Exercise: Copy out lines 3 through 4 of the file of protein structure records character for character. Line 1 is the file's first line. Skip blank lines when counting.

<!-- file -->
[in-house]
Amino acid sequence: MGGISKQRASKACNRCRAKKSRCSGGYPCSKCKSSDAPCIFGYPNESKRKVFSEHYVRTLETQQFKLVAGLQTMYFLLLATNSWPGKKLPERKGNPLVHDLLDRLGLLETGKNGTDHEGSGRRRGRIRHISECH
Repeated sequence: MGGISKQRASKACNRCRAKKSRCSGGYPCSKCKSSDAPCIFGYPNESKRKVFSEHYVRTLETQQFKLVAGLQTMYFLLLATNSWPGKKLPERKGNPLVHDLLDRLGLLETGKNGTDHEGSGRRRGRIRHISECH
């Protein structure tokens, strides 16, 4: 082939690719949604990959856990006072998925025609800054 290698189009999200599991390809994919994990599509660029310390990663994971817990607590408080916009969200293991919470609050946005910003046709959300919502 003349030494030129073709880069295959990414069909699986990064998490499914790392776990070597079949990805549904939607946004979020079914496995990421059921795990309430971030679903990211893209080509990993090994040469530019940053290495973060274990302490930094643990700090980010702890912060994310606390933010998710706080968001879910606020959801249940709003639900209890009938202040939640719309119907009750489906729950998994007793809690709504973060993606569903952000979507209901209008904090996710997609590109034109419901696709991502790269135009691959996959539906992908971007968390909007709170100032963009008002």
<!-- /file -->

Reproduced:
Repeated sequence: MGGISKQRASKACNRCRAKKSRCSGGYPCSKCKSSDAPCIFGYPNESKRKVFSEHYVRTLETQQFKLVAGLQTMYFLLLATNSWPGKKLPERKGNPLVHDLLDRLGLLETGKNGTDHEGSGRRRGRIRHISECH
């Protein structure tokens, strides 16, 4: 082939690719949604990959856990006072998925025609800054 290698189009999200599991390809994919994990599509660029310390990663994971817990607590408080916009969200293991919470609050946005910003046709959300919502 003349030494030129073709880069295959990414069909699986990064998490499914790392776990070597079949990805549904939607946004979020079914496995990421059921795990309430971030679903990211893209080509990993090994040469530019940053290495973060274990302490930094643990700090980010702890912060994310606390933010998710706080968001879910606020959801249940709003639900209890009938202040939640719309119907009750489906729950998994007793809690709504973060993606569903952000979507209901209008904090996710997609590109034109419901696709991502790269135009691959996959539906992908971007968390909007709170100032963009008002």